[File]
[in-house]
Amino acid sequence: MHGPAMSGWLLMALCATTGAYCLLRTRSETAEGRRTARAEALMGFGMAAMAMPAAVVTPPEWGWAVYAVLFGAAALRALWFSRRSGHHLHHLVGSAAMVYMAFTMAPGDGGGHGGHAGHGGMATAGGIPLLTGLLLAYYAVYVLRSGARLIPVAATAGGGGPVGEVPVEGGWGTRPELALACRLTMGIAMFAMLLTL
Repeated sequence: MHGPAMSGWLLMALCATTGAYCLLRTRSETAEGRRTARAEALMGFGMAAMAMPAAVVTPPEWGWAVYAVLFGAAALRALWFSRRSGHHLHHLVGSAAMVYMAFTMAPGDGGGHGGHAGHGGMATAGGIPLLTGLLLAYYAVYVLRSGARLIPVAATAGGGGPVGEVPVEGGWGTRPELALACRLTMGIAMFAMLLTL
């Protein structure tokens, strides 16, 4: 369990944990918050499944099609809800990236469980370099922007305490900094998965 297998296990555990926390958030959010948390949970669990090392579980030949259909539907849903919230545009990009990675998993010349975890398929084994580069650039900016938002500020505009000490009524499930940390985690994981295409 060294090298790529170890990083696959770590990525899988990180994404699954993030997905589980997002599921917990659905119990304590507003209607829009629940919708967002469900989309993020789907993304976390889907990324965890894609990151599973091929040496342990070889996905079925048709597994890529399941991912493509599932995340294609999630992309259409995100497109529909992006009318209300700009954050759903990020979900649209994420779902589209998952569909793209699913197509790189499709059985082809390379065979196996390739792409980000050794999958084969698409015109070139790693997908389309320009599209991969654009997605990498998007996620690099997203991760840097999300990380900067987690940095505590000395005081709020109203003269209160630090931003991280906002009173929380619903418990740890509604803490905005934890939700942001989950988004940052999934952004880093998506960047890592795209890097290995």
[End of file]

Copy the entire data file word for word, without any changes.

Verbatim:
[in-house]
Amino acid sequence: MHGPAMSGWLLMALCATTGAYCLLRTRSETAEGRRTARAEALMGFGMAAMAMPAAVVTPPEWGWAVYAVLFGAAALRALWFSRRSGHHLHHLVGSAAMVYMAFTMAPGDGGGHGGHAGHGGMATAGGIPLLTGLLLAYYAVYVLRSGARLIPVAATAGGGGPVGEVPVEGGWGTRPELALACRLTMGIAMFAMLLTL
Repeated sequence: MHGPAMSGWLLMALCATTGAYCLLRTRSETAEGRRTARAEALMGFGMAAMAMPAAVVTPPEWGWAVYAVLFGAAALRALWFSRRSGHHLHHLVGSAAMVYMAFTMAPGDGGGHGGHAGHGGMATAGGIPLLTGLLLAYYAVYVLRSGARLIPVAATAGGGGPVGEVPVEGGWGTRPELALACRLTMGIAMFAMLLTL
């Protein structure tokens, strides 16, 4: 369990944990918050499944099609809800990236469980370099922007305490900094998965 297998296990555990926390958030959010948390949970669990090392579980030949259909539907849903919230545009990009990675998993010349975890398929084994580069650039900016938002500020505009000490009524499930940390985690994981295409 060294090298790529170890990083696959770590990525899988990180994404699954993030997905589980997002599921917990659905119990304590507003209607829009629940919708967002469900989309993020789907993304976390889907990324965890894609990151599973091929040496342990070889996905079925048709597994890529399941991912493509599932995340294609999630992309259409995100497109529909992006009318209300700009954050759903990020979900649209994420779902589209998952569909793209699913197509790189499709059985082809390379065979196996390739792409980000050794999958084969698409015109070139790693997908389309320009599209991969654009997605990498998007996620690099997203991760840097999300990380900067987690940095505590000395005081709020109203003269209160630090931003991280906002009173929380619903418990740890509604803490905005934890939700942001989950988004940052999934952004880093998506960047890592795209890097290995």